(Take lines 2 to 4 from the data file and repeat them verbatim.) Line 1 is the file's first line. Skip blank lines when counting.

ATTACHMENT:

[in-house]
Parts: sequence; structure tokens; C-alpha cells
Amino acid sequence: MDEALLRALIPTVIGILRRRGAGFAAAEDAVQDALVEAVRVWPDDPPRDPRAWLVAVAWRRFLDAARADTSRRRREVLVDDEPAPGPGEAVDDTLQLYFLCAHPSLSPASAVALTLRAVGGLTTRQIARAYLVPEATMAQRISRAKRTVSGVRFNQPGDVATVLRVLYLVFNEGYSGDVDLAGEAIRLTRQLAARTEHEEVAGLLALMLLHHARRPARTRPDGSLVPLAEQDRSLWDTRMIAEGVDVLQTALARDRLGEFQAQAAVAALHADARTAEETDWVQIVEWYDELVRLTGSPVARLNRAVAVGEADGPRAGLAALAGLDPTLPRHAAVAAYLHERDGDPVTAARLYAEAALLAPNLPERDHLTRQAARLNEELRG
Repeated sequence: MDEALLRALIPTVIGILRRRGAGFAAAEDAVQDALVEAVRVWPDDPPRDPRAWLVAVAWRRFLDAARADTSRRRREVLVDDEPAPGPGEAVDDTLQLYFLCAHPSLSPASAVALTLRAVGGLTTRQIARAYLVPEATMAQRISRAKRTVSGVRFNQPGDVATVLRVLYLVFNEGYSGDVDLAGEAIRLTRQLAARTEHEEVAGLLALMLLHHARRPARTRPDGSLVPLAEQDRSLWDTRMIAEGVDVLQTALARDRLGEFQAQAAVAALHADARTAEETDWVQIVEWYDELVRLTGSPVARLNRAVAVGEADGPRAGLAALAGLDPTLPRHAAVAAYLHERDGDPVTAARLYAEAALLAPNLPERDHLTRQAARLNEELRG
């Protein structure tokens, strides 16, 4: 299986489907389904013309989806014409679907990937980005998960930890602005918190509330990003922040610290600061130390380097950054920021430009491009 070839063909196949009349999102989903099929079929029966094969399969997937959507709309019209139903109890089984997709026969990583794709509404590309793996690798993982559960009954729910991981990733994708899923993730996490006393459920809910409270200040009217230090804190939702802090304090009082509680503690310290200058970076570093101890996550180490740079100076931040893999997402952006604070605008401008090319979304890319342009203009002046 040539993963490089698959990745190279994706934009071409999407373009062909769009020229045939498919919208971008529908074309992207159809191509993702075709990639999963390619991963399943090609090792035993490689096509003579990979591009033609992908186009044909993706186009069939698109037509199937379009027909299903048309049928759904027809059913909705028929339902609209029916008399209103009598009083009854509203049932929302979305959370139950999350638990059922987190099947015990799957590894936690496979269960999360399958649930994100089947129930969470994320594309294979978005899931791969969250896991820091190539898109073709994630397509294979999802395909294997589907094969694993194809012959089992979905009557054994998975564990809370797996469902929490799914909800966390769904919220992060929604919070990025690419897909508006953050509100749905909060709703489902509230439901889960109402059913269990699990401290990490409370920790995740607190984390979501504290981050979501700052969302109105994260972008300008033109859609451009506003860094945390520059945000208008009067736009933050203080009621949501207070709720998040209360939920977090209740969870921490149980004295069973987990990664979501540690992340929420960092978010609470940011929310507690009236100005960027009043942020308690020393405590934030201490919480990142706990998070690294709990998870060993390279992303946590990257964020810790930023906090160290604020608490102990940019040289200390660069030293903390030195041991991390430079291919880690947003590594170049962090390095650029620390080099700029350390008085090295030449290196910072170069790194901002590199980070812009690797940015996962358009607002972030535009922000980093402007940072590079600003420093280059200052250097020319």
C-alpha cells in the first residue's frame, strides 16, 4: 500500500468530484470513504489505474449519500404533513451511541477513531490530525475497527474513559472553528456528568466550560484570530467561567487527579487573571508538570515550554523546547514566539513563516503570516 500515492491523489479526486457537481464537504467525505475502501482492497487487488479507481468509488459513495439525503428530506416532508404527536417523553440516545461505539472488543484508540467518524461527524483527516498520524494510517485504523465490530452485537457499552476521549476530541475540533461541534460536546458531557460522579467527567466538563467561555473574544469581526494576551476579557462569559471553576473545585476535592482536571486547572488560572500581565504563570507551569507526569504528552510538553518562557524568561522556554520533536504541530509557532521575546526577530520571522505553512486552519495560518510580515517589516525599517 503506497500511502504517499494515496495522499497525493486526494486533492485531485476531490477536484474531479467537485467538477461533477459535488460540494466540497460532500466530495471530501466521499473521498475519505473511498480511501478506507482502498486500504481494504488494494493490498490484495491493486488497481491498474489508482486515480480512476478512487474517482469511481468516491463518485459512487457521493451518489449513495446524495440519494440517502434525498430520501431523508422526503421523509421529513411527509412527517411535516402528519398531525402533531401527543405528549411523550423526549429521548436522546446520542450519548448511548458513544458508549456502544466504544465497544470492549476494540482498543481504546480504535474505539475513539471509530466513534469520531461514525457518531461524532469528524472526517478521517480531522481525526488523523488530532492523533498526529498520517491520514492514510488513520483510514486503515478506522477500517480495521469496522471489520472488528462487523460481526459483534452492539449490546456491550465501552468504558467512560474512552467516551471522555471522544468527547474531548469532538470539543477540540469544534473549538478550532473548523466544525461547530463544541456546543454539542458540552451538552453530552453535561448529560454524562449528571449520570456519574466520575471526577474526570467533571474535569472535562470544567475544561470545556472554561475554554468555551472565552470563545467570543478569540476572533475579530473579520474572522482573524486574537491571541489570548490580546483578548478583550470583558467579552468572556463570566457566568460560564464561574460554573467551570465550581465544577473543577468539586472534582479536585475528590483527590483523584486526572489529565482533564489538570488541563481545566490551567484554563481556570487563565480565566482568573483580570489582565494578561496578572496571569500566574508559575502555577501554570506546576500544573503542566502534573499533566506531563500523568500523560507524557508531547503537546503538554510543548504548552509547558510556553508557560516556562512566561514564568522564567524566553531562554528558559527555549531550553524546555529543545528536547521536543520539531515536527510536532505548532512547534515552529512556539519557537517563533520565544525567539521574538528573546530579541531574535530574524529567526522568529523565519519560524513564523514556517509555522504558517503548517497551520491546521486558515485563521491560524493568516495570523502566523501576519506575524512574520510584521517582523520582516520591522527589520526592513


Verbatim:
Parts: sequence; structure tokens; C-alpha cells
Amino acid sequence: MDEALLRALIPTVIGILRRRGAGFAAAEDAVQDALVEAVRVWPDDPPRDPRAWLVAVAWRRFLDAARADTSRRRREVLVDDEPAPGPGEAVDDTLQLYFLCAHPSLSPASAVALTLRAVGGLTTRQIARAYLVPEATMAQRISRAKRTVSGVRFNQPGDVATVLRVLYLVFNEGYSGDVDLAGEAIRLTRQLAARTEHEEVAGLLALMLLHHARRPARTRPDGSLVPLAEQDRSLWDTRMIAEGVDVLQTALARDRLGEFQAQAAVAALHADARTAEETDWVQIVEWYDELVRLTGSPVARLNRAVAVGEADGPRAGLAALAGLDPTLPRHAAVAAYLHERDGDPVTAARLYAEAALLAPNLPERDHLTRQAARLNEELRG
Repeated sequence: MDEALLRALIPTVIGILRRRGAGFAAAEDAVQDALVEAVRVWPDDPPRDPRAWLVAVAWRRFLDAARADTSRRRREVLVDDEPAPGPGEAVDDTLQLYFLCAHPSLSPASAVALTLRAVGGLTTRQIARAYLVPEATMAQRISRAKRTVSGVRFNQPGDVATVLRVLYLVFNEGYSGDVDLAGEAIRLTRQLAARTEHEEVAGLLALMLLHHARRPARTRPDGSLVPLAEQDRSLWDTRMIAEGVDVLQTALARDRLGEFQAQAAVAALHADARTAEETDWVQIVEWYDELVRLTGSPVARLNRAVAVGEADGPRAGLAALAGLDPTLPRHAAVAAYLHERDGDPVTAARLYAEAALLAPNLPERDHLTRQAARLNEELRG